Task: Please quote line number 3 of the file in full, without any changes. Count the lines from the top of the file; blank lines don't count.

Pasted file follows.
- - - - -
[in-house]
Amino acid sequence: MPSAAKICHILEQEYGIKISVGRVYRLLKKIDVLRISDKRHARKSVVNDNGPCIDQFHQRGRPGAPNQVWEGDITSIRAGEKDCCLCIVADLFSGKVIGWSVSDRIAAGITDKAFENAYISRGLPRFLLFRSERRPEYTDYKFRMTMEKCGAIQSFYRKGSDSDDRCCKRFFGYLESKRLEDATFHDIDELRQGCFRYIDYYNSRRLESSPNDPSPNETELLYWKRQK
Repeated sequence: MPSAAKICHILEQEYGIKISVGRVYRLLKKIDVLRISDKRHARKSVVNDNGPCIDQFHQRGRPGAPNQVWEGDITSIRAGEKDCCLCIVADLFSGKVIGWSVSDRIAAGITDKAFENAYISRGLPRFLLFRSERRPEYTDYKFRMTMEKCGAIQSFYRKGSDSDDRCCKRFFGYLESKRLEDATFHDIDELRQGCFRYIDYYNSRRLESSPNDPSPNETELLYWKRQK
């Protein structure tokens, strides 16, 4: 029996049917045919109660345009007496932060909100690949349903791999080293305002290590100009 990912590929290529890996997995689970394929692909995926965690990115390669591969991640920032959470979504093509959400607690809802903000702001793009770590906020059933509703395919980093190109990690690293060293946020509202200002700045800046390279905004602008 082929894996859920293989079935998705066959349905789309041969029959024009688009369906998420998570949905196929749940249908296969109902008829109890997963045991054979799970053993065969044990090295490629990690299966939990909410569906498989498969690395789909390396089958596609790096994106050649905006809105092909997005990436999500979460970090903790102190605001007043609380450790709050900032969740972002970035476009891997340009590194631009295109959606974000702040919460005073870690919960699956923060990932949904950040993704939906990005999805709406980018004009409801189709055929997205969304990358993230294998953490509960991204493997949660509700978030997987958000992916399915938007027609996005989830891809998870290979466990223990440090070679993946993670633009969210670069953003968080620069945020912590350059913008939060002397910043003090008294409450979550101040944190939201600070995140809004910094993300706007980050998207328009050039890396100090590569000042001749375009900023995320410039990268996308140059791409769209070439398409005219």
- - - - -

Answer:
Repeated sequence: MPSAAKICHILEQEYGIKISVGRVYRLLKKIDVLRISDKRHARKSVVNDNGPCIDQFHQRGRPGAPNQVWEGDITSIRAGEKDCCLCIVADLFSGKVIGWSVSDRIAAGITDKAFENAYISRGLPRFLLFRSERRPEYTDYKFRMTMEKCGAIQSFYRKGSDSDDRCCKRFFGYLESKRLEDATFHDIDELRQGCFRYIDYYNSRRLESSPNDPSPNETELLYWKRQK